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Insurance Industry And Country Risk Assessment: Korea Life


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Insurance Industry And Country Risk Assessment: Korea Life

Strengths Risks and weaknesses
High operational barriers for new entrants Financial burden from legacy high-yield guarantee policies
Evolving regulatory framework Low interest rates and potential market volatility pressurizing investment returns
Korea's diversified economy fosters economic resilience Low growth prospects


S&P Global Ratings considers the life insurance sector in Korea as having intermediate industry and country risk assessment (IICRA). The sector's moderately high industry risk is mitigated by low country risk for Korea (AA/Stable/A-1+).

We view the sector trend as negative because we see increasing pressures on profitability for life insurers amid heightened financial market volatility due to the COVID-19 pandemic. In particular, we expect the legacy high yield fixed rate guarantee policies to increase the financial burden amid persistently low interest rates.

In our view, the Korea life insurance sector's low growth prospects indicate its matured status. Life insurers' shift toward protection policies that generate higher long-term value will likely continue.

We expect the regulatory framework for life insurers in Korea to continue to evolve to comply with the new accounting principles and capital framework although the global adoption of International Financial Reporting Standard (IFRS) 17 has been postponed again by one year, to 2023.

The overall assessment of Korea's life insurance sector is comparable with that of Japan and Germany.

Country Risk: Low

We expect Korea's economy to stay relatively resilient in the global context despite our estimate that GDP will shrink in 2020 due to the COVID-19 pandemic. We anticipate a recovery next year supported by a rebound in global demand and the government's fiscal stimulus and market-stabilization measures.

Korea has had a consistently good fiscal performance and relatively low net indebtedness. While the economy is exposed to security risks associated with North Korea--and conflicts have escalated at time--Korea's established institutional framework helps it to manage potential geopolitical risks.

Korea's banking regulation and supervision are generally in line with international standards. The legal framework is predictable and supportive of creditor rights. Creditors generally are able to recover collateral without inordinate delays in the event of foreclosures.

Table 1

Republic of Korea Sovereign Risk Indicators--Economic Data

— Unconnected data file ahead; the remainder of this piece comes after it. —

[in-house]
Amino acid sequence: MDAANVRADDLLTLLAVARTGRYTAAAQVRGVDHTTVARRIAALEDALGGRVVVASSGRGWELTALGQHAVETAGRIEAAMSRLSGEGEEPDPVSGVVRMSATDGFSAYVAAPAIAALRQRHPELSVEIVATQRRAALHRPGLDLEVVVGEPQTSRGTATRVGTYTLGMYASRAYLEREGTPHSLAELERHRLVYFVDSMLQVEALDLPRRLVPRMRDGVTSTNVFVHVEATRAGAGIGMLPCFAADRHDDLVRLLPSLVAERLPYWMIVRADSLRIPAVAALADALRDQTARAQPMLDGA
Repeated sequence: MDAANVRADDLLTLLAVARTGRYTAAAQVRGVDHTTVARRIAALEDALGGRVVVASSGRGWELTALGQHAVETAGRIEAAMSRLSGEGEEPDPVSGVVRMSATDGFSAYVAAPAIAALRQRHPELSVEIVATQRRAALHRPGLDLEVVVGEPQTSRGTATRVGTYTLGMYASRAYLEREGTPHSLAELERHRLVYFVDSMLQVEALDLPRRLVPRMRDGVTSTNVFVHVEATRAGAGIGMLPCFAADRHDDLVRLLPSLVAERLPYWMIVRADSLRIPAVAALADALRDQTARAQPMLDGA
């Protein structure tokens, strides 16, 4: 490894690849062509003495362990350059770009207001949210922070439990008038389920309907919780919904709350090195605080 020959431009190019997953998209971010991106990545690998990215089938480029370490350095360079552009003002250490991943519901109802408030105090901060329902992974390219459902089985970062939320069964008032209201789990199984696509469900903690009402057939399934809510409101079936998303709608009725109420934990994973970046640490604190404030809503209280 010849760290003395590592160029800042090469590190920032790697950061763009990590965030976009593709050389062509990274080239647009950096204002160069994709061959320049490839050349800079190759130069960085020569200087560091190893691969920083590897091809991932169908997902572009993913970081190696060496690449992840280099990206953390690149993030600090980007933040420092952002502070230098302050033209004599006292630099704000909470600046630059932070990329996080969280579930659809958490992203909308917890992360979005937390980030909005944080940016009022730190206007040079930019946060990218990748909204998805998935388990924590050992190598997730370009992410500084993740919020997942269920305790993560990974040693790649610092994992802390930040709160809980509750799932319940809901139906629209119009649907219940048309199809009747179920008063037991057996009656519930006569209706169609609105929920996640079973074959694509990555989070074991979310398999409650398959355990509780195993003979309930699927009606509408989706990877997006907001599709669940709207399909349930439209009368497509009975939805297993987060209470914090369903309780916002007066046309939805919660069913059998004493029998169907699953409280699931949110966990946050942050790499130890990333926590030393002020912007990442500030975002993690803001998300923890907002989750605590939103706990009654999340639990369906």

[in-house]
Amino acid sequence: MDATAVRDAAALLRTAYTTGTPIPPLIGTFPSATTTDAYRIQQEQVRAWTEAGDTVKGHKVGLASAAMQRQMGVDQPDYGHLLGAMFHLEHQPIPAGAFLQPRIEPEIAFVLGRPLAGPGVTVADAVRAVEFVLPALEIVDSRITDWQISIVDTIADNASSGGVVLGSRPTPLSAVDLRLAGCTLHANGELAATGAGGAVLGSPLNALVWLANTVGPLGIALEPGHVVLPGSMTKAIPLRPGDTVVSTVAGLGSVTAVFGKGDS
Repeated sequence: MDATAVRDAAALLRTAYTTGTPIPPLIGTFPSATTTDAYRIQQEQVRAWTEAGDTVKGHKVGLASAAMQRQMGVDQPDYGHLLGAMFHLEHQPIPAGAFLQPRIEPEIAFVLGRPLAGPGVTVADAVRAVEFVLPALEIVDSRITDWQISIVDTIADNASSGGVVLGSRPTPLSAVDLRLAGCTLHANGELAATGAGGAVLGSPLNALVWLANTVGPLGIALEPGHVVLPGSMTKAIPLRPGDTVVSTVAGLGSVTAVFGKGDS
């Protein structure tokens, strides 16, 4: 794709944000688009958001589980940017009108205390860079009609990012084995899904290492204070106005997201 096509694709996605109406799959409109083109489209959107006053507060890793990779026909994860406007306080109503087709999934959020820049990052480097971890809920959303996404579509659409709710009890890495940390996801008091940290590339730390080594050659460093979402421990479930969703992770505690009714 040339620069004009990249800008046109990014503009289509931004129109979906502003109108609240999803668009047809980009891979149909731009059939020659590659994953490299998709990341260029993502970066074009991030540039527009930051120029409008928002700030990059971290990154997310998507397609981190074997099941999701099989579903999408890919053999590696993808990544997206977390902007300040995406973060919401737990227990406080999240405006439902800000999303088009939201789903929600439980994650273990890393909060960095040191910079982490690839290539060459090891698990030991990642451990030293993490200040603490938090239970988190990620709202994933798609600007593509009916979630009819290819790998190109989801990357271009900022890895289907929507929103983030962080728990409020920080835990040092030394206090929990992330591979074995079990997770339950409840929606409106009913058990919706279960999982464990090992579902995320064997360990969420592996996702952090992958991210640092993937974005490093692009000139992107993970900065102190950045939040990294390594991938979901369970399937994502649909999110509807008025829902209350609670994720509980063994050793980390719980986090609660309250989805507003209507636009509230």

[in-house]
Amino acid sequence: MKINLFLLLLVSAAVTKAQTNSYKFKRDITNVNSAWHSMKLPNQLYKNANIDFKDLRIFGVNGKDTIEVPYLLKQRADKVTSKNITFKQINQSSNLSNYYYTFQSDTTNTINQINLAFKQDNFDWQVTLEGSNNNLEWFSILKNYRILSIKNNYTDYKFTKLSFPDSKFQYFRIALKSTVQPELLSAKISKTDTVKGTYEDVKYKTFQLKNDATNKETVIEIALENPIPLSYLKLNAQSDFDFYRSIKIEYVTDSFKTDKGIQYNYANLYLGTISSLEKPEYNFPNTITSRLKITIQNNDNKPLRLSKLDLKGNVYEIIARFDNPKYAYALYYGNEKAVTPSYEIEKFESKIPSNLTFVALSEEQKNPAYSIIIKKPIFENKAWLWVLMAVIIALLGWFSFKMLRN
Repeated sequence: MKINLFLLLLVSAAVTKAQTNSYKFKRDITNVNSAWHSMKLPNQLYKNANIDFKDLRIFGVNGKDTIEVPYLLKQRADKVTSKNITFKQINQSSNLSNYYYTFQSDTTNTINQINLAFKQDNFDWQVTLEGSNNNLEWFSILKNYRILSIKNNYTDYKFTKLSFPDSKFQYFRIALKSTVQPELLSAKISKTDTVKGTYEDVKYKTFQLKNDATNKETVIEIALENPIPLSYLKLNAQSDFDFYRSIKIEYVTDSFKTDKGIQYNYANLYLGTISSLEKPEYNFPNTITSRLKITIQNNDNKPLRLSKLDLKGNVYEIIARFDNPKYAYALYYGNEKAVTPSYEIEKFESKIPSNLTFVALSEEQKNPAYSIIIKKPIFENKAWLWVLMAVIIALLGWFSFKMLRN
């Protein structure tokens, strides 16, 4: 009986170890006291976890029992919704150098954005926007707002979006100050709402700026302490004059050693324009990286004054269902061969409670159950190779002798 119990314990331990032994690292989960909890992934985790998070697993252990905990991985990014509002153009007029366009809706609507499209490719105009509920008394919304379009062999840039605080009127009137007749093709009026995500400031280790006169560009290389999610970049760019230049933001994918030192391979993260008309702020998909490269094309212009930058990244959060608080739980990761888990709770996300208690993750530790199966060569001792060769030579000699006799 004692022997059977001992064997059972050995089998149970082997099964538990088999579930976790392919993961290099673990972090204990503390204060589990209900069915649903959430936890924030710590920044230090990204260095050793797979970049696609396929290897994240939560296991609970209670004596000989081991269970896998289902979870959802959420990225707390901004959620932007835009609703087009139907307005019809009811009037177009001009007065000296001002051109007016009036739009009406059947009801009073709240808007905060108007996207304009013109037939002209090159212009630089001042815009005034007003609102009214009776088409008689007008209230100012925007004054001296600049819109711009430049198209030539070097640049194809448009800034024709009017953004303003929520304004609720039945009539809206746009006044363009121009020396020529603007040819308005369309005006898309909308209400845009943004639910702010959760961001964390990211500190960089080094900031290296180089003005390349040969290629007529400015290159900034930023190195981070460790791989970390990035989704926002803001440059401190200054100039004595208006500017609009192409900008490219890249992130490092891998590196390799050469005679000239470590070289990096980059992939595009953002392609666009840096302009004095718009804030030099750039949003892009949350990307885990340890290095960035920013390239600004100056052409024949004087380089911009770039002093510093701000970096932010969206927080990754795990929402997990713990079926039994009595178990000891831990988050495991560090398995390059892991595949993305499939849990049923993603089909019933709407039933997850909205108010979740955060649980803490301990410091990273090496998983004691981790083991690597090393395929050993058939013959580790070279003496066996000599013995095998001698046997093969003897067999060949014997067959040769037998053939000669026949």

--Year ended Dec. 31--
2015 2016 2017 2018 2019 2020f 2021f
Real GDP growth (%, year-over-year) 2.8 2.9 3.2 2.7 2.0 (1.5) 4.0
Consumer price index (% change) 0.7 1.0 1.9 1.5 0.4 (0.1) 0.2
Policy rate (%, year end) 1.5 1.3 1.5 1.8 1.3 0.3 0.3
Unemployment rate (%, year average) 3.6 3.7 3.7 3.8 3.8 4.6 4.3
f--Forecast. Source: S&P Global Ratings.

Industry Risk: Moderately High

We assess the life insurance sector's profitability prospects as weak with return on average assets of around 0.3%. This is primarily due to continuing pressure from legacy high-yield fixed rate guarantee policies amid persistently low interest rates. The Bank of Korea lowered its policy rate by 25 basis point to 0.50% in May 2020, following a 50 basis point cut in March 2020.

Premium growth for Korean life insurers will likely be low, given the matured market. These insurers are shifting their product mix toward protection policies to enhance their profit margins. Protection-type premiums accounted for about 90% of the life insurers' new business sales in 2019. We see these changes as part of insurers' efforts to prepare for IFRS 17 that scheduled to be adopted from 2023.

Korea has an established regulatory framework to supervise the insurance sector. The operational barriers are high for new entrants, in our view. They need to establish strong distribution channels--particularly individual tied agents (who exclusively sell the policies of a particular insurance company) and general agencies. In our view, these channels are difficult to establish and are costly.

Chart 1


Factors supporting profitability
  • Limited new entrants within the Korean life insurance sector will keep the competitive landscape largely unchanged. High costs associated with establishing distribution channels will deter new joiners, aiding the dominance of key market participants. The top-three life insurers--Samsung Life Insurance Co. Ltd., Hanwha Life Insurance Co. Ltd., and Kyobo Life Insurance Co. Ltd.--had approximately 60% market share in premiums in 2019. The sector had only a few new entrants over the past decade. They include an annuity-specialized insurance company and an internet-based life insurance company, both of which have a very small market presence. While we consider the Korean regulator's approval process for new insurance licenses to be rigorous, the regulations do not explicitly limit new market entrants.